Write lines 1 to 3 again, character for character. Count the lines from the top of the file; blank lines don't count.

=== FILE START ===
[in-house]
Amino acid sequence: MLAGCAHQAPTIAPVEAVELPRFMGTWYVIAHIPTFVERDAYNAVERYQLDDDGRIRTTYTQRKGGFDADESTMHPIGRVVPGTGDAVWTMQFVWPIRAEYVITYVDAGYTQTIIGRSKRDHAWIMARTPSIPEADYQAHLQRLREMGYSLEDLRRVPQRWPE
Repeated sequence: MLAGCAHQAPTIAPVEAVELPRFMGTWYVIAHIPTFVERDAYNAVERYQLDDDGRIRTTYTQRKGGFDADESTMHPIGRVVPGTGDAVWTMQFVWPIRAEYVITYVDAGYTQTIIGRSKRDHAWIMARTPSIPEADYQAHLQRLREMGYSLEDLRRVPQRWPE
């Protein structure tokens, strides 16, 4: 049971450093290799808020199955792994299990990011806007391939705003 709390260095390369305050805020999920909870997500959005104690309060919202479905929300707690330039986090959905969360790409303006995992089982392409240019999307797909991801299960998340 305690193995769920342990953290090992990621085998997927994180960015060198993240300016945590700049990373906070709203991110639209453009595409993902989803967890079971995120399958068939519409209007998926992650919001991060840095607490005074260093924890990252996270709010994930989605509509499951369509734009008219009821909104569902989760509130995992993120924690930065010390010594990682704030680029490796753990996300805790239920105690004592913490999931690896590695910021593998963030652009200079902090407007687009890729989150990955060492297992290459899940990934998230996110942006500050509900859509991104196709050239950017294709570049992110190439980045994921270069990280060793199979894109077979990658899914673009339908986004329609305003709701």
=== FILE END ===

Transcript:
[in-house]
Amino acid sequence: MLAGCAHQAPTIAPVEAVELPRFMGTWYVIAHIPTFVERDAYNAVERYQLDDDGRIRTTYTQRKGGFDADESTMHPIGRVVPGTGDAVWTMQFVWPIRAEYVITYVDAGYTQTIIGRSKRDHAWIMARTPSIPEADYQAHLQRLREMGYSLEDLRRVPQRWPE
Repeated sequence: MLAGCAHQAPTIAPVEAVELPRFMGTWYVIAHIPTFVERDAYNAVERYQLDDDGRIRTTYTQRKGGFDADESTMHPIGRVVPGTGDAVWTMQFVWPIRAEYVITYVDAGYTQTIIGRSKRDHAWIMARTPSIPEADYQAHLQRLREMGYSLEDLRRVPQRWPE